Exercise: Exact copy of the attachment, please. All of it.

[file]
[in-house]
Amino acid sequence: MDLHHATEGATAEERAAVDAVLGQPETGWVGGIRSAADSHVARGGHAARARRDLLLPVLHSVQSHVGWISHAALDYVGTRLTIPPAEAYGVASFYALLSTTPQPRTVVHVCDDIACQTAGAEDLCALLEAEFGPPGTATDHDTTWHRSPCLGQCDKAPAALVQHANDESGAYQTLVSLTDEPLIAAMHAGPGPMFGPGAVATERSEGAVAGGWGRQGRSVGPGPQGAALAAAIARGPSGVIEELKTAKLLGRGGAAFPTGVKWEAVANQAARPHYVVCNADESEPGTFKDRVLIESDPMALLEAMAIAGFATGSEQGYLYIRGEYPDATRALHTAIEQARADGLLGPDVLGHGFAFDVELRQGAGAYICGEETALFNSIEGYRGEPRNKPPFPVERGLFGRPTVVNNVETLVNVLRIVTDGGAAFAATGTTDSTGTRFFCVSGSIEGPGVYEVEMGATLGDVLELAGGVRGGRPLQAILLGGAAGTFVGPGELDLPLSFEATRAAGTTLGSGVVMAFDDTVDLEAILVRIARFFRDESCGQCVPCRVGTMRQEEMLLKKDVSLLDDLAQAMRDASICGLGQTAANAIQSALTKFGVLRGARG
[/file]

[in-house]
Amino acid sequence: MDLHHATEGATAEERAAVDAVLGQPETGWVGGIRSAADSHVARGGHAARARRDLLLPVLHSVQSHVGWISHAALDYVGTRLTIPPAEAYGVASFYALLSTTPQPRTVVHVCDDIACQTAGAEDLCALLEAEFGPPGTATDHDTTWHRSPCLGQCDKAPAALVQHANDESGAYQTLVSLTDEPLIAAMHAGPGPMFGPGAVATERSEGAVAGGWGRQGRSVGPGPQGAALAAAIARGPSGVIEELKTAKLLGRGGAAFPTGVKWEAVANQAARPHYVVCNADESEPGTFKDRVLIESDPMALLEAMAIAGFATGSEQGYLYIRGEYPDATRALHTAIEQARADGLLGPDVLGHGFAFDVELRQGAGAYICGEETALFNSIEGYRGEPRNKPPFPVERGLFGRPTVVNNVETLVNVLRIVTDGGAAFAATGTTDSTGTRFFCVSGSIEGPGVYEVEMGATLGDVLELAGGVRGGRPLQAILLGGAAGTFVGPGELDLPLSFEATRAAGTTLGSGVVMAFDDTVDLEAILVRIARFFRDESCGQCVPCRVGTMRQEEMLLKKDVSLLDDLAQAMRDASICGLGQTAANAIQSALTKFGVLRGARG